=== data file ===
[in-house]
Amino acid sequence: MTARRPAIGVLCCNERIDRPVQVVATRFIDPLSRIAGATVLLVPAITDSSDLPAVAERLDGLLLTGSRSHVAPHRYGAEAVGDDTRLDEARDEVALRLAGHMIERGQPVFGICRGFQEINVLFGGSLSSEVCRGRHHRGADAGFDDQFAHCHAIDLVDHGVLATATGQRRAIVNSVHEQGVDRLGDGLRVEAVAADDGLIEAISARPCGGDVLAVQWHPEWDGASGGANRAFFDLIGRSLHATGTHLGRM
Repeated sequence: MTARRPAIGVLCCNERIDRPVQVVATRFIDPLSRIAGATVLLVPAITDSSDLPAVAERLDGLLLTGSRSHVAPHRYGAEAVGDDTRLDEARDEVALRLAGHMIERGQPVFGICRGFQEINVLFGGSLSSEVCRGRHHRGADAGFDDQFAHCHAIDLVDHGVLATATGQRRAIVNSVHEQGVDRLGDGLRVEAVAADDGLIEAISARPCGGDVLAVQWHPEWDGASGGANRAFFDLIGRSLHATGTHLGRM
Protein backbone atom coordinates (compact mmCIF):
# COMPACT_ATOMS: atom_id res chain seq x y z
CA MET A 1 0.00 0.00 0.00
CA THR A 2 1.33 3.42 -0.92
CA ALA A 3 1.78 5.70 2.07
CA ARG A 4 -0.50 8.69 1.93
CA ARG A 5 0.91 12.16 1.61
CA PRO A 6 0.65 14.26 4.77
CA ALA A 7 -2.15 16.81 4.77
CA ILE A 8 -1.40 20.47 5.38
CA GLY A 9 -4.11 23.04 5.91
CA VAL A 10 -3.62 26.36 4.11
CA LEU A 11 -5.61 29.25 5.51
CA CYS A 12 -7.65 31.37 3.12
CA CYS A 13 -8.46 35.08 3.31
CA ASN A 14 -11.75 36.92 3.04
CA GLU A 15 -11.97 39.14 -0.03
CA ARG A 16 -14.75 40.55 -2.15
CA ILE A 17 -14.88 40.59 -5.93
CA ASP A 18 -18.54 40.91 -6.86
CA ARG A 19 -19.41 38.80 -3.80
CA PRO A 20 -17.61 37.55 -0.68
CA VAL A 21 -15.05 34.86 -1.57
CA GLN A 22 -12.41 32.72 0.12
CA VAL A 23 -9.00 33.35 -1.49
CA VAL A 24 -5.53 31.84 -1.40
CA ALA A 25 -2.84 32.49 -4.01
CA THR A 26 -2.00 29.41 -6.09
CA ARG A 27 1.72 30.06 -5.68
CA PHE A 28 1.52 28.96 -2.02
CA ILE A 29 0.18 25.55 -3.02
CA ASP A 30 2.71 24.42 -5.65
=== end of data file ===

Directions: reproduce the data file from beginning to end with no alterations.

[in-house]
Amino acid sequence: MTARRPAIGVLCCNERIDRPVQVVATRFIDPLSRIAGATVLLVPAITDSSDLPAVAERLDGLLLTGSRSHVAPHRYGAEAVGDDTRLDEARDEVALRLAGHMIERGQPVFGICRGFQEINVLFGGSLSSEVCRGRHHRGADAGFDDQFAHCHAIDLVDHGVLATATGQRRAIVNSVHEQGVDRLGDGLRVEAVAADDGLIEAISARPCGGDVLAVQWHPEWDGASGGANRAFFDLIGRSLHATGTHLGRM
Repeated sequence: MTARRPAIGVLCCNERIDRPVQVVATRFIDPLSRIAGATVLLVPAITDSSDLPAVAERLDGLLLTGSRSHVAPHRYGAEAVGDDTRLDEARDEVALRLAGHMIERGQPVFGICRGFQEINVLFGGSLSSEVCRGRHHRGADAGFDDQFAHCHAIDLVDHGVLATATGQRRAIVNSVHEQGVDRLGDGLRVEAVAADDGLIEAISARPCGGDVLAVQWHPEWDGASGGANRAFFDLIGRSLHATGTHLGRM
Protein backbone atom coordinates (compact mmCIF):
# COMPACT_ATOMS: atom_id res chain seq x y z
CA MET A 1 0.00 0.00 0.00
CA THR A 2 1.33 3.42 -0.92
CA ALA A 3 1.78 5.70 2.07
CA ARG A 4 -0.50 8.69 1.93
CA ARG A 5 0.91 12.16 1.61
CA PRO A 6 0.65 14.26 4.77
CA ALA A 7 -2.15 16.81 4.77
CA ILE A 8 -1.40 20.47 5.38
CA GLY A 9 -4.11 23.04 5.91
CA VAL A 10 -3.62 26.36 4.11
CA LEU A 11 -5.61 29.25 5.51
CA CYS A 12 -7.65 31.37 3.12
CA CYS A 13 -8.46 35.08 3.31
CA ASN A 14 -11.75 36.92 3.04
CA GLU A 15 -11.97 39.14 -0.03
CA ARG A 16 -14.75 40.55 -2.15
CA ILE A 17 -14.88 40.59 -5.93
CA ASP A 18 -18.54 40.91 -6.86
CA ARG A 19 -19.41 38.80 -3.80
CA PRO A 20 -17.61 37.55 -0.68
CA VAL A 21 -15.05 34.86 -1.57
CA GLN A 22 -12.41 32.72 0.12
CA VAL A 23 -9.00 33.35 -1.49
CA VAL A 24 -5.53 31.84 -1.40
CA ALA A 25 -2.84 32.49 -4.01
CA THR A 26 -2.00 29.41 -6.09
CA ARG A 27 1.72 30.06 -5.68
CA PHE A 28 1.52 28.96 -2.02
CA ILE A 29 0.18 25.55 -3.02
CA ASP A 30 2.71 24.42 -5.65